Sharleen Spiteri

The Movie Songbook

  • AllMusic Rating
    4
  • User Ratings (0)
  • Your Rating

AllMusic Review by

Riding the coattails of the '60s soul-pop revival kick-started by Amy Winehouse, Texas' frontwoman Sharleen Spiteri managed to reverse the declining fortunes of her previous multi-million-selling band, reaching number three with her debut album, Melody, in 2007. A winning combination of simple Dusty Springfield-style tunes and Spiteri's effortlessly soulful vocals, it indicated that unlike other '90s MOR acts' lead singers-gone-solo Heather Small and Andrea Corr, a fruitful solo career lay ahead. Three years later, she returns with a collection of her favorite film soundtrack songs, suggesting that the time away hasn't been creatively well spent. Indeed, The Movie Songbook falls firmly into the lazy and uninspired category that's usually reserved for housewife favorites' John Barrowman and Michael Ball, not an artist who has previously worked with the likes of Wu-Tang Clan, Roger Sanchez, and Xenomania. While some covers albums offer a different take on the source material, or introduce audiences to undiscovered tracks, The Movie Songbook very rarely does either. Roy Orbison's "Pretty Woman" and Tom Jones' "What's New Pussycat?" are nothing more than unimaginative karaoke renditions; disco favorites "If I Can't Have You" and "Xanadu" sound half-hearted, joyless, and the complete antithesis to the originals; while the whole album is given the same pleasant but bland, acoustic string-laden production that sits somewhere between the lounge-pop of her debut and the guitar-driven pop of Texas. In small doses, the album can be a pleasant listen. The lesser-known addition, "Between the Bars," is a subtle version of the late Elliott Smith's Good Will Hunting soundtrack favorite, while "Many Rivers to Cross" is an impassioned take on the gospel classic that showcases Spiteri's unquestionable singing talents. But even with legendary soundtrack producer Phil Ramone on board, The Movie Songbook undoubtedly draws more parallels with a straight-to-DVD B-movie than a critically acclaimed Oscar winner.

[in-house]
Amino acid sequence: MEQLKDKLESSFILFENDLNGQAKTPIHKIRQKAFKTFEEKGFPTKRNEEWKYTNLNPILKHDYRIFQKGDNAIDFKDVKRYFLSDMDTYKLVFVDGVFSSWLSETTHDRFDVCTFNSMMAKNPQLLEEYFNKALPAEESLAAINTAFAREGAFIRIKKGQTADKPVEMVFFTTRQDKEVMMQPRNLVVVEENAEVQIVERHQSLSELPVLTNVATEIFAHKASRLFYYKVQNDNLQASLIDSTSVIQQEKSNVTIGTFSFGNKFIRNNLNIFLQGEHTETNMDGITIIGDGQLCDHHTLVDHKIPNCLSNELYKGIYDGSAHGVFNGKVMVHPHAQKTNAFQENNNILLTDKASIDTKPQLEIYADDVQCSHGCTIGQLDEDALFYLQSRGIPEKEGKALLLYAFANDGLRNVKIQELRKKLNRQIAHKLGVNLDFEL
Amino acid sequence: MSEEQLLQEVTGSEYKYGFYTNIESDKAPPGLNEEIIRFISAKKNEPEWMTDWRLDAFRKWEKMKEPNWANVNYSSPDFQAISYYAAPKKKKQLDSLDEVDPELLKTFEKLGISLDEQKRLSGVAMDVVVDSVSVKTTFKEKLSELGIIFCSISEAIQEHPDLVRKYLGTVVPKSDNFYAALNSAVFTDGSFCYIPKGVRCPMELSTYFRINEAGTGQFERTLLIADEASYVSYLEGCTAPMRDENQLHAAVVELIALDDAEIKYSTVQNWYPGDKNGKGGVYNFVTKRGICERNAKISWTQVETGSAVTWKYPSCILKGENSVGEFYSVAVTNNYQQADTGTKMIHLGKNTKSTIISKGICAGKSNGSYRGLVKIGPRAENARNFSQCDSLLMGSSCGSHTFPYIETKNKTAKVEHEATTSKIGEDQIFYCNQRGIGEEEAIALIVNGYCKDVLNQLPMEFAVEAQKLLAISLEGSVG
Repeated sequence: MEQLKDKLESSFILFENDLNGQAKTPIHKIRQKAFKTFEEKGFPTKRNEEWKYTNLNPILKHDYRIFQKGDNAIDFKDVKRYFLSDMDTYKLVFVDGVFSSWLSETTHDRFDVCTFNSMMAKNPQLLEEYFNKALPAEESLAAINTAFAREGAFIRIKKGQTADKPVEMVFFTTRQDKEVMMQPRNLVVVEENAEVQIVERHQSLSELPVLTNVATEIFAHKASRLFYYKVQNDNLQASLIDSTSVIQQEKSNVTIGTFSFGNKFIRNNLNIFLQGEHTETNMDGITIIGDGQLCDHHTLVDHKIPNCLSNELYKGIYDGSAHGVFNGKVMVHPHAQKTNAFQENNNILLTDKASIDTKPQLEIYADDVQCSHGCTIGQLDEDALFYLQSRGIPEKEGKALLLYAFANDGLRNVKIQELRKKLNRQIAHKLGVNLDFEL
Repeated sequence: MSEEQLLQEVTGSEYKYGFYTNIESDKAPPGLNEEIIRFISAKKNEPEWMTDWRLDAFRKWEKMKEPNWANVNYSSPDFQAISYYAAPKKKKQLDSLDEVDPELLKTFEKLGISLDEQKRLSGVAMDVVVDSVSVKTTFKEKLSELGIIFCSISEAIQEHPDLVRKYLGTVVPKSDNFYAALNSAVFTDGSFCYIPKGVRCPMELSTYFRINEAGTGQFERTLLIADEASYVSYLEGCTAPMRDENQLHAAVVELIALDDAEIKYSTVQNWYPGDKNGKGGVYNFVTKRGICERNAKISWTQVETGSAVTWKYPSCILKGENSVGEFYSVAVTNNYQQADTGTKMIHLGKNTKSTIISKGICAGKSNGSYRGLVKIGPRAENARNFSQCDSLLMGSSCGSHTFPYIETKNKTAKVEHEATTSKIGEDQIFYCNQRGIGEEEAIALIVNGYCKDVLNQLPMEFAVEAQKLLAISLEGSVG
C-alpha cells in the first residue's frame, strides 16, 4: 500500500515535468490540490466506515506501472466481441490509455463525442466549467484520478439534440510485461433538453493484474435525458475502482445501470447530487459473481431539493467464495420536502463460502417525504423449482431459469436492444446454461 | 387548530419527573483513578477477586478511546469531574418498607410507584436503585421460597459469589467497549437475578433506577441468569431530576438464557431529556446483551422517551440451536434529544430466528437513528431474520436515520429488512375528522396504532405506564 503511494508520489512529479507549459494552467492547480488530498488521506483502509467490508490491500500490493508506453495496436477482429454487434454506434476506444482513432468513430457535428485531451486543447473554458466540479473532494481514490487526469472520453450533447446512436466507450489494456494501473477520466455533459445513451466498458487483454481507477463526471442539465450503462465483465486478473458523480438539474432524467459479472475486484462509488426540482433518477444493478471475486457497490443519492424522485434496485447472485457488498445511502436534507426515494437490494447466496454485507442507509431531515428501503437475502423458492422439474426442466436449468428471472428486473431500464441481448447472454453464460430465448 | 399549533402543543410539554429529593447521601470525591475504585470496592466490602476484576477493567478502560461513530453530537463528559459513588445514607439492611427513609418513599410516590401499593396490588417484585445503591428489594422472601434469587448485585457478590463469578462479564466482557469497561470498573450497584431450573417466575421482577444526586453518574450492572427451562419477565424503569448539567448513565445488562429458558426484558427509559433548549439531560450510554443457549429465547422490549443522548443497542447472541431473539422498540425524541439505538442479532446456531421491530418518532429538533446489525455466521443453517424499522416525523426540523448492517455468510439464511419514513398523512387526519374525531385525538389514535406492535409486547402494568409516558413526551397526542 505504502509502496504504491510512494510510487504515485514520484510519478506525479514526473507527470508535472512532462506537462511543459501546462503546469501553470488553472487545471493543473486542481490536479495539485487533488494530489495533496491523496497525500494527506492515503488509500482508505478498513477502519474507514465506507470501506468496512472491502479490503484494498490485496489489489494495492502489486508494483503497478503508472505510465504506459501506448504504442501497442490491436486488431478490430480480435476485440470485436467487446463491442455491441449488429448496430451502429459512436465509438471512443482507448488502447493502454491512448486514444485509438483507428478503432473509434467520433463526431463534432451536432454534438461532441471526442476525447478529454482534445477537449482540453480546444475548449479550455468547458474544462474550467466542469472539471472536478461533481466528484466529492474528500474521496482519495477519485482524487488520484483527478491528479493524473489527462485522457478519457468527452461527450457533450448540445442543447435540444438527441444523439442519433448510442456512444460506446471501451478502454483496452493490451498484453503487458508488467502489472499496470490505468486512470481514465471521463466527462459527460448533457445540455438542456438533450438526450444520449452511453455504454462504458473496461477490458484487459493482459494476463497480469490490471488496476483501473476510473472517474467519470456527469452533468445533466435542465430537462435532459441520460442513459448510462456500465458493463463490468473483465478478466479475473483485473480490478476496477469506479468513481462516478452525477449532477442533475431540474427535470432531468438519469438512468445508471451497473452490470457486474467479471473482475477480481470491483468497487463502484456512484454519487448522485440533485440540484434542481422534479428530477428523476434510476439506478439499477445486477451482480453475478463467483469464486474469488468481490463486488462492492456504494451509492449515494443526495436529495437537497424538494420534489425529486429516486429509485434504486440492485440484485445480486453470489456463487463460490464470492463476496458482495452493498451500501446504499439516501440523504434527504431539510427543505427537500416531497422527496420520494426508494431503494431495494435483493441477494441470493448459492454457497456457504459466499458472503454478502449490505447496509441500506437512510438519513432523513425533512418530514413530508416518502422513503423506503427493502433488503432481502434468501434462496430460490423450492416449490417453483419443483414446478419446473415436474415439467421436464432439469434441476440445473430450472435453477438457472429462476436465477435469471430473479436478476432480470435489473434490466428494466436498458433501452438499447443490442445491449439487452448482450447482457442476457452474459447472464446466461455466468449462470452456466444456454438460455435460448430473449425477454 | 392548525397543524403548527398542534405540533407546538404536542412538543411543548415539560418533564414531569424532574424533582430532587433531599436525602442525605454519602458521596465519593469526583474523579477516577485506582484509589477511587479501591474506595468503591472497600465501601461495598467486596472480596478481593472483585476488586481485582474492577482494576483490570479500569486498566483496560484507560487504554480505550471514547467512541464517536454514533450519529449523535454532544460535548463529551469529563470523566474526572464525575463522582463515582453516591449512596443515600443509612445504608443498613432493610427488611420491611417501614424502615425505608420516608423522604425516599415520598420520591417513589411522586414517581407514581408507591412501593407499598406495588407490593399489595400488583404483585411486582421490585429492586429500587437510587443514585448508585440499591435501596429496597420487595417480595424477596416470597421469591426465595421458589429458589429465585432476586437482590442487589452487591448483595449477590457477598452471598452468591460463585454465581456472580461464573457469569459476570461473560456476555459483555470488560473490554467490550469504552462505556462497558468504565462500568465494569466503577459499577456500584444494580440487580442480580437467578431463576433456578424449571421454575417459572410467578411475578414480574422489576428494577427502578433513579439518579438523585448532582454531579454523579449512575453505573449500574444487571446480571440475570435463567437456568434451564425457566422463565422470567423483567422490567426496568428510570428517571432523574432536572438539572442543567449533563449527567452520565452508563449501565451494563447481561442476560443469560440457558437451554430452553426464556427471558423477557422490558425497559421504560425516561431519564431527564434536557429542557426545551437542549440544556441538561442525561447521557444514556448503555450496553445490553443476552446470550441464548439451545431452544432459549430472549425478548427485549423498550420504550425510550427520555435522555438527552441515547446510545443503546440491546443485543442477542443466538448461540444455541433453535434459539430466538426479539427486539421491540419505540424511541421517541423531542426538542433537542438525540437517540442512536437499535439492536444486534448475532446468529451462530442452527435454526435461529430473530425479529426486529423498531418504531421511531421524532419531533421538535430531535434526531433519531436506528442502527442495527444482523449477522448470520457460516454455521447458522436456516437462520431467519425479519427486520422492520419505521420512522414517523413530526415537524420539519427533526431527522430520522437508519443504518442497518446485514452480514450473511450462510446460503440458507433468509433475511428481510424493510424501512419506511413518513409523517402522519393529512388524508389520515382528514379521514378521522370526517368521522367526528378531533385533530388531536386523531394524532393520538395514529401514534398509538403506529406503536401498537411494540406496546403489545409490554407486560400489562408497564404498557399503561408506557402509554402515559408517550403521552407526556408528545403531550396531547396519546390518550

blue highlight denotes track pick